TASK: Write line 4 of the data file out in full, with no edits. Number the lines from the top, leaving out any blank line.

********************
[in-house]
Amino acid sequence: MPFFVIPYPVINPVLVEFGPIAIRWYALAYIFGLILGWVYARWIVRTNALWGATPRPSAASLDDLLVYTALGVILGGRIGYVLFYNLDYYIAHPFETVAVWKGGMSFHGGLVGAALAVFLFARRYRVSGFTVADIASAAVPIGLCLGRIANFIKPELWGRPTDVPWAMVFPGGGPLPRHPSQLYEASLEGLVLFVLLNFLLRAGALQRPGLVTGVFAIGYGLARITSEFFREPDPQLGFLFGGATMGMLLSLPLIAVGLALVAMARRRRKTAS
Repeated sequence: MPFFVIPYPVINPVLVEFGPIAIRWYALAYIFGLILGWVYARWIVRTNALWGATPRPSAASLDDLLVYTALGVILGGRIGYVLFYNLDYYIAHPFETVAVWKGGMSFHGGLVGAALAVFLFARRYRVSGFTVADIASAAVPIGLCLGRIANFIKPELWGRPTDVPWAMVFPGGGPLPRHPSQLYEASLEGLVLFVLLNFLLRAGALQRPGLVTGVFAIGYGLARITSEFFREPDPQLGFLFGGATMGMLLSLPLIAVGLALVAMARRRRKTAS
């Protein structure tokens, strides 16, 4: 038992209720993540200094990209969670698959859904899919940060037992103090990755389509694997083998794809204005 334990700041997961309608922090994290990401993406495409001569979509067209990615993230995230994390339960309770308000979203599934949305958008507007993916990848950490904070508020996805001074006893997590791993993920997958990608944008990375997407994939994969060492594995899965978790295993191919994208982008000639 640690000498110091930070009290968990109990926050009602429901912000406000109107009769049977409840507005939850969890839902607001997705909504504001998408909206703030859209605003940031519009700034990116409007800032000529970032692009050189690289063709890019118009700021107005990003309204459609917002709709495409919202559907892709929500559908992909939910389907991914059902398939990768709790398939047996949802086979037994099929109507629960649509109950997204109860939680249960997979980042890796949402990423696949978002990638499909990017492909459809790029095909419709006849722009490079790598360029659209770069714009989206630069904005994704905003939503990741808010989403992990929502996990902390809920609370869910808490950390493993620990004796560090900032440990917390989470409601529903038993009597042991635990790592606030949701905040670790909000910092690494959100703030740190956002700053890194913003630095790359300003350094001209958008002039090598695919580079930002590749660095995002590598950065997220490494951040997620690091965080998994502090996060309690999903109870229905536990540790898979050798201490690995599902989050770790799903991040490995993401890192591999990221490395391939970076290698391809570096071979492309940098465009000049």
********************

């Protein structure tokens, strides 16, 4: 038992209720993540200094990209969670698959859904899919940060037992103090990755389509694997083998794809204005 334990700041997961309608922090994290990401993406495409001569979509067209990615993230995230994390339960309770308000979203599934949305958008507007993916990848950490904070508020996805001074006893997590791993993920997958990608944008990375997407994939994969060492594995899965978790295993191919994208982008000639 640690000498110091930070009290968990109990926050009602429901912000406000109107009769049977409840507005939850969890839902607001997705909504504001998408909206703030859209605003940031519009700034990116409007800032000529970032692009050189690289063709890019118009700021107005990003309204459609917002709709495409919202559907892709929500559908992909939910389907991914059902398939990768709790398939047996949802086979037994099929109507629960649509109950997204109860939680249960997979980042890796949402990423696949978002990638499909990017492909459809790029095909419709006849722009490079790598360029659209770069714009989206630069904005994704905003939503990741808010989403992990929502996990902390809920609370869910808490950390493993620990004796560090900032440990917390989470409601529903038993009597042991635990790592606030949701905040670790909000910092690494959100703030740190956002700053890194913003630095790359300003350094001209958008002039090598695919580079930002590749660095995002590598950065997220490494951040997620690091965080998994502090996060309690999903109870229905536990540790898979050798201490690995599902989050770790799903991040490995993401890192591999990221490395391939970076290698391809570096071979492309940098465009000049």